I bet you couldn’t imagine when you were in medical school with the 62 seconds that you both got on sexual medicine saying, “My social media platform is very feminine.” It’s a whole brave new world from probably how you were trained to do this and what you’ve built. How do you interact with the industry? You talked about you’re involved in some of these societies that I know Alyssa is also involved with. Are you finding that in your field, given your platform and how clear you are, you’re getting inquiries from large companies who want to figure out how to take some of your knowledge into their product development?

I’m starting to get a lot more of that. I’ve gotten a lot more exposure than I ever had before. There was a big New York Times article that had a picture of us talking about the work that we were doing. I don’t recommend that if you like your email to be organized. That did see a big increase. I have seen more of an increased interest in certain industries. It’s very interesting because we need the industry to care about this. We need the industry to invest in good high-quality research and products. It’s not that beneficial for them to do that all the time because you can make a lot of money without doing that work, evidence, and research.


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There are so many opportunities to do high-level research and get a better understanding of these supplements, medicines, devices, apps, and telemedicine, but we don’t often put them to the test to say, “Let’s research this. Let’s look at this.” I’m particular with who I do work with. Every once in a while, companies want to design a study. We have a couple of research projects that we’re working on. To give you an idea, during the pandemic, we’re doing a pelvic floor botulinum toxin study. There are a lot of companies that stopped the study early because they said, “We had a change of leadership, and we decided women’s health was not a priority.”

They said it on the phone out loud. I heard it and my colleagues heard it. It was a magnificent study that showed many of the few things that have changed my practice fundamentally. It is a pelvic floor botulinum toxin. There are different brands, but botulinum toxin into the pelvic floor for the correct patient. Not everybody would do well. It has changed my practice. It’s things like that that I try not to get too excited about the industry because what I have seen, the venture capital industry will flip on you real quick. You’re the golden child until you’re not the golden child. That’s why building my own business has been so rewarding. I don’t know what it’s going to look like at the next stage of it all, but we want more industry to care about this. We want to encourage them to do more research.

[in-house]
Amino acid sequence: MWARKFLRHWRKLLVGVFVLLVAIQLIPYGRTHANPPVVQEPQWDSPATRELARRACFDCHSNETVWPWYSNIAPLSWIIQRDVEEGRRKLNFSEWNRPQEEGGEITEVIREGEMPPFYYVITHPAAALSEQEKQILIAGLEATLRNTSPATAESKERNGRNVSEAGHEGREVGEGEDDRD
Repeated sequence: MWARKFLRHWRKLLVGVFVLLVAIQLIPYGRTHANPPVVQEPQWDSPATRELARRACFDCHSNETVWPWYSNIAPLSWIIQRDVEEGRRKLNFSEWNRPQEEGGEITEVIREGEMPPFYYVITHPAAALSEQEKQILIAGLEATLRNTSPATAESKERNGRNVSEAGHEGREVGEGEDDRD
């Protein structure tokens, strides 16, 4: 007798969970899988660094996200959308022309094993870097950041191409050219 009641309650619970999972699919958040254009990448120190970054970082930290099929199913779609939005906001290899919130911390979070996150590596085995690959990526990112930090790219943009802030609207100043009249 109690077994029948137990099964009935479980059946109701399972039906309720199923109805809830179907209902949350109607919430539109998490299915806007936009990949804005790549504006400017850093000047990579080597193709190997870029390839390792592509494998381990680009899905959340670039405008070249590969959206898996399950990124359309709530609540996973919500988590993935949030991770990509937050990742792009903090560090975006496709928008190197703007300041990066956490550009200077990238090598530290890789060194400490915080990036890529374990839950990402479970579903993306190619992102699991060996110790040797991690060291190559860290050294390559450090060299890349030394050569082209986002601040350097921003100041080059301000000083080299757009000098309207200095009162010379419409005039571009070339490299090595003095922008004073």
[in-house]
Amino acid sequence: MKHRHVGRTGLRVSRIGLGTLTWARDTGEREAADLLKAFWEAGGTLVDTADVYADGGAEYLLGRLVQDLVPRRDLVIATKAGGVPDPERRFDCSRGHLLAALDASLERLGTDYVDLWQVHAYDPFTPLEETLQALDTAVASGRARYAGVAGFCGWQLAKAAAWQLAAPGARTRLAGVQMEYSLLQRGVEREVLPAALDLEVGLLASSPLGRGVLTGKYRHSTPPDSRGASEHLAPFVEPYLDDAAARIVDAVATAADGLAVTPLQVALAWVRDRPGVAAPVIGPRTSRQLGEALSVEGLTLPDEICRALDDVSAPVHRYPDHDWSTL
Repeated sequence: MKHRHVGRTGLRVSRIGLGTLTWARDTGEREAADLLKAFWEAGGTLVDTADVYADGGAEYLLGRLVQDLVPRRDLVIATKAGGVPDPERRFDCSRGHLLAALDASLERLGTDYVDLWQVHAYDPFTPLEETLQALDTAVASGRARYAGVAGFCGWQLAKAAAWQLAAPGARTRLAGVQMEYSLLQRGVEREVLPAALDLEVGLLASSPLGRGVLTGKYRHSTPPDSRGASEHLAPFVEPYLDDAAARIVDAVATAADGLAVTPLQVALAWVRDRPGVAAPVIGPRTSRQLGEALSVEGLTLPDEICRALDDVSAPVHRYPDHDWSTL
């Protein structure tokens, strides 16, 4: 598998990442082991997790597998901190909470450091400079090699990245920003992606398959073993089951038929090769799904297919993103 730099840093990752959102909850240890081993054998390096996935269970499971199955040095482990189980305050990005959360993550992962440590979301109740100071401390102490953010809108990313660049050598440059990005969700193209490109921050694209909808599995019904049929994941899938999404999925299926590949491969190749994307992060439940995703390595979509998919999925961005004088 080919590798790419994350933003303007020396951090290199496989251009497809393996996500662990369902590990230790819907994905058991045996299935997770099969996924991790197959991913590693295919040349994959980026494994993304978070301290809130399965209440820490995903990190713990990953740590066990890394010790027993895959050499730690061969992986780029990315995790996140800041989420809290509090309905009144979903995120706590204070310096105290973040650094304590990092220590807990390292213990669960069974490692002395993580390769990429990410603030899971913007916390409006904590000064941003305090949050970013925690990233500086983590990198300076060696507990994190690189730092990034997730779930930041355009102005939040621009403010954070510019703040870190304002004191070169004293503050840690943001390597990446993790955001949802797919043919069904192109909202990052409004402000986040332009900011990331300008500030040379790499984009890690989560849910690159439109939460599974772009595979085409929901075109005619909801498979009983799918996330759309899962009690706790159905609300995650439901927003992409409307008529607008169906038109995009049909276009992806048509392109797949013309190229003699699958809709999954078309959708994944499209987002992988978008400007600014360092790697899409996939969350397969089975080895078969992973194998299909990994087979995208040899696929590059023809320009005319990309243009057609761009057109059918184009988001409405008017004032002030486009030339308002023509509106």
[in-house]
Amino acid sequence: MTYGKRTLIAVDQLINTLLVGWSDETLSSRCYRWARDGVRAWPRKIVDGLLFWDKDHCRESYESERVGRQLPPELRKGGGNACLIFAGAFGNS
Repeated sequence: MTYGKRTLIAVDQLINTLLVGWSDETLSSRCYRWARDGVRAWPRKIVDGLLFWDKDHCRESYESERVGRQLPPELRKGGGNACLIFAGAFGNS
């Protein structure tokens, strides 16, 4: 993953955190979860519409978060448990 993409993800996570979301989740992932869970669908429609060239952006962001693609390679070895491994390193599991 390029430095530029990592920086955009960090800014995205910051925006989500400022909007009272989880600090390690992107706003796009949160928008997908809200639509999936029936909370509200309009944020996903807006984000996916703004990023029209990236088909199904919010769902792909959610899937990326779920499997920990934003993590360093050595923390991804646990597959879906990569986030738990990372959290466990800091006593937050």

There has always been this thought of, do you sell products in your office or not? Is there any conflict? What’s your feeling about that? If you do, do you have any favorite go-tos?

I have. I just got started a year ago and I’m doing it all myself. I do payroll. I do everything. I do order supplies.

We used to joke. I had a Costco card, so I was VP of Operations and Supplies.

I am also VP of Operations, and Costco gloves are awesome. I use the Chux puppy pads. They have many uses. I’m doing it all. I don’t know what it’s going to look like a couple of years from now. I don’t sell products in my office. I do have a lot of products of things that I’ve learned that patients love over the years. I have curated all tips and tricks and things that I have known. I love devices because I love learning about them.

Strangers will email me and say, “Rubin, we found this device. My husband had prostate cancer, and this device was life-changing for us.” They know they can email me those things because they can’t tell their girlfriend. I do have a lot of things that I love. The other thing is if I am in with a product specifically, it’s a little bit challenging because you want to have some ability to use whatever or change your mind. I don’t have any Rubin-branded sex toys. Who knows? Maybe in the next decade or something.

Speaking of the next decade, when you look forward, you were shot out of a rocket ship in the past. You’ve built this, and they are coming more than you can handle. Where do you see yourself being five years from now? Have you cloned yourself as Alyssa said? Have you changed how people are trained when they’re doing urology fellowships?

I’ve learned a lot about limiting beliefs. I’ve never thought of myself as a dreamer. I’ve never thought past now or even seen the vision of what it looks like. I have been trying to push myself because I’ve already succeeded past my wildest dreams that I didn’t even have. I didn’t think I was smart enough to go to med school, and now I’m a doctor. I didn’t think I could be a surgeon. I never thought I would match into urology and here I am, a urologist. It’s a wild world to think you can’t do something and then do it well. I got to work on my own mental issues. Self-care and mental healthcare are all good.